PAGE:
[The Errors of Inerrancy: A ten-part series on why Biblical Inerrancy censors the Scriptures and divides Evangelicals.]
6. Inerrancy obscures Jesus with the Bible
John Calvin said that the Bible is similar to eyeglasses that allow us to see Jesus. If the Bible may be compared to eyeglasses, then Biblical Inerrancy may be compared to smudges and scratches on these eyeglasses, or eyeglasses with bad prescriptions. In other words, Inerrancy does not allow us to see Jesus better, instead it cripples our vision of Jesus, and prevents us from seeing Jesus rightly. These metaphorical scratches and smudges on our eyeglasses (to follow Calvin's analogy) cause us to obsess over the imperfections in our eyeglasses and distract us from seeing Jesus through them. Therefore, the sixth Error of Inerrancy is that Biblical Inerrancy obscures Jesus with the Bible.
Precisely how does Biblical Inerrancy obscure Jesus with the Bible? T.F. Torrance provides an excellent answer to "Protestant fundamentalism" in his book, Space, Time and Resurrection that answers this question. I've summarized and adapted T.F. Torrance's answer in the following four points:
#1. Biblical Inerrancy does not make a proper distinction between the Bible and Jesus.
#2. Inerrancy denies that the Bible is a witness to the life of Jesus.
#3. Inerrancy instead asserts that the Bible contains propositional logic.
#4. Inerrancy does not emphasize the acts and events in the life of Jesus over the written witness of the Bible.
T.F. Torrance's argument against "Protestant fundamentalism" in this instance, also applies to Biblical Inerrancy as defined in this series. Torrance's argument in the following quote, explains how Inerrancy obscures Jesus with the Bible:
Christian doctrines or dogmas are not built up from ideas deduced from biblical statements regarded as logical propositions. The assumption that the Scriptures are impregnated with universal, changeless divine truths which can be read off the sentential sequences of the inspired text, provided that it is properly or authoritatively interpreted, is admittedly the view that was long held, and often still is held by Roman Catholic and Protestant fundamentalism alike.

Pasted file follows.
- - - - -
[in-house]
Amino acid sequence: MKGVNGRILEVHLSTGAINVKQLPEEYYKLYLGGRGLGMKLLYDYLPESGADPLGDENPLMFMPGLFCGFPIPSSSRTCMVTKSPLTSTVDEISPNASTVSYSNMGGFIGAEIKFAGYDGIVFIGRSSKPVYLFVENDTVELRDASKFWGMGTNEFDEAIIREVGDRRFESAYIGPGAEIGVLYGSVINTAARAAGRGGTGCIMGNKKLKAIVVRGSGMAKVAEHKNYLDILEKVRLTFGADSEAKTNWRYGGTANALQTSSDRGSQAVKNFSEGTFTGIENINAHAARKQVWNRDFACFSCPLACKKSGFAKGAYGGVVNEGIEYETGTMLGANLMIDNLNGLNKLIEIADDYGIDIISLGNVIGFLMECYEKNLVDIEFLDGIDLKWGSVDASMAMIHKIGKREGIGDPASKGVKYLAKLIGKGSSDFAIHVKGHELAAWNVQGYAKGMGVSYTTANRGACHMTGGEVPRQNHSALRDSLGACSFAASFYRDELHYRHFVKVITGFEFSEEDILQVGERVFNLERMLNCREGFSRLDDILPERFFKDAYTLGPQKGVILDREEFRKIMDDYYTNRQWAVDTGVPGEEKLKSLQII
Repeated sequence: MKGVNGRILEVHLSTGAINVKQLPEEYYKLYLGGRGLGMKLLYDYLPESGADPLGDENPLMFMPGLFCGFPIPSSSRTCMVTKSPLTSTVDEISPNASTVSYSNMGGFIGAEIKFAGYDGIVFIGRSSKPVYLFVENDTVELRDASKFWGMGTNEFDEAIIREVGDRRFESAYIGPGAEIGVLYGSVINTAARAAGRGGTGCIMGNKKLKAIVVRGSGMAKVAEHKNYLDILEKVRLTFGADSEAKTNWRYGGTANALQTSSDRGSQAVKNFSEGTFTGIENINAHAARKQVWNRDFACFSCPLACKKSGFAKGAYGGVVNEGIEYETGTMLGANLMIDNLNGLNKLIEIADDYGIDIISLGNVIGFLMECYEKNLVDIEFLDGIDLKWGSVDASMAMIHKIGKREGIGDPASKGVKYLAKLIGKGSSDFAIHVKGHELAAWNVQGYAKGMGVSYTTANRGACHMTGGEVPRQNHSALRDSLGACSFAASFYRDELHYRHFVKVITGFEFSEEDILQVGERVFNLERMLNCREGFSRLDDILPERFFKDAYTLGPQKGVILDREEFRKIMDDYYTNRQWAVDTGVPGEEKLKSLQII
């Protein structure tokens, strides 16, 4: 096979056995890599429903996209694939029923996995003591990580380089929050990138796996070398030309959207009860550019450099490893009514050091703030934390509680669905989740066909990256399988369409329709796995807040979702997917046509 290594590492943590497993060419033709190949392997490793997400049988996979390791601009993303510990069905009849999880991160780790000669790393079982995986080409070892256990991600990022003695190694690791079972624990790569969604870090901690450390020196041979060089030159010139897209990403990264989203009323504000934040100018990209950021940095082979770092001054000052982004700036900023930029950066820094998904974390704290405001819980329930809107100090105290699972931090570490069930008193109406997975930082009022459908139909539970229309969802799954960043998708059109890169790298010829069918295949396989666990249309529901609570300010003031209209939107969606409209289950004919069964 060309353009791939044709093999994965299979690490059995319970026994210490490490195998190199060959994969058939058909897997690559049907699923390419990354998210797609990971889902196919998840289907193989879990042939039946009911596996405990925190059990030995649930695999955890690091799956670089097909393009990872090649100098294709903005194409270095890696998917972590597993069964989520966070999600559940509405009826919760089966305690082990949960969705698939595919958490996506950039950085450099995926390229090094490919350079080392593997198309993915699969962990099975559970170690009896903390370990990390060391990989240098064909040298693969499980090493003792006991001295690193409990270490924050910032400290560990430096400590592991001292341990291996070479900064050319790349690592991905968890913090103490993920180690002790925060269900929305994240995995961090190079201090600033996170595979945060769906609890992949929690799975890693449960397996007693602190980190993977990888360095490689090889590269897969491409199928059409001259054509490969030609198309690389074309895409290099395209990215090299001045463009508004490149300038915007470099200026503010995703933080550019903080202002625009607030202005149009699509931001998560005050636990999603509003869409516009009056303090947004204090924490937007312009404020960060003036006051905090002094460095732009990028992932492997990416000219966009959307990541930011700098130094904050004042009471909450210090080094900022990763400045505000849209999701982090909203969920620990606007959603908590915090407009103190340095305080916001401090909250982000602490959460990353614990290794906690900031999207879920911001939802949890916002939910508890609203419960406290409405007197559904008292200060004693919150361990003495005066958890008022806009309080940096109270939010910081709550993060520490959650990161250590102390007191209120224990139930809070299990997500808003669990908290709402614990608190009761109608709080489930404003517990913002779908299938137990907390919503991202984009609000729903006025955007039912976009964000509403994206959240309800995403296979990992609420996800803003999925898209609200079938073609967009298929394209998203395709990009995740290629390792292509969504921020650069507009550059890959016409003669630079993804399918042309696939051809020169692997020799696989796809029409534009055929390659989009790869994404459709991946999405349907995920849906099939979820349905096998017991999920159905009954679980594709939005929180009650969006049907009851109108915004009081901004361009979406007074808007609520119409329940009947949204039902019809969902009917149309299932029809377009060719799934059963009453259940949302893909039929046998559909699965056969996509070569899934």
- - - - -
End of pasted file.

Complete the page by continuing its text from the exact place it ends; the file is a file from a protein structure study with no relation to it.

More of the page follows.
This has the effect of putting the Scriptures themselves, with the conceptions they enshrine, into the position of providing the direct objects to which the mind of the interpreter or theologian attends, thereby obscuring the actual realities beyond to which he is referred through them. Here we have implied a view of the biblical language as bearing upon the conceptions rather than upon objective realities through conceptions, and a view of truth in which the truth of statement is identified with the truth of being and logical relations are equated with objectively real relations. Such is the nominalism, or extreme realism (for they meet at this point!), inherent in the fundamentalist view that theology is concerned with the systematic connection of propositional truths logically derived from propositional revelation contained in Holy Scriptures.
In scientific theology, on the contrary, we are concerned not with thinking thoughts, far less with thinking statements themselves, but with thinking realities through thoughts and statements, and with developing an understanding of God from his self-revelation mediated to us by the Holy Scriptures in the Church, in which the connections we think are objectively and ontologically controlled by the intrinsic connections of God's self-communication as Father, Son and Holy Spirit. 
[^Header Icon] The icon depicted in the Header image is sourced from wikipedia: By Anonymous - , Public Domain, Link
[^1] Torrance, Thomas F. Space, Time and Resurrection. Edinburgh: Handsel, 1976. 7-8. Print.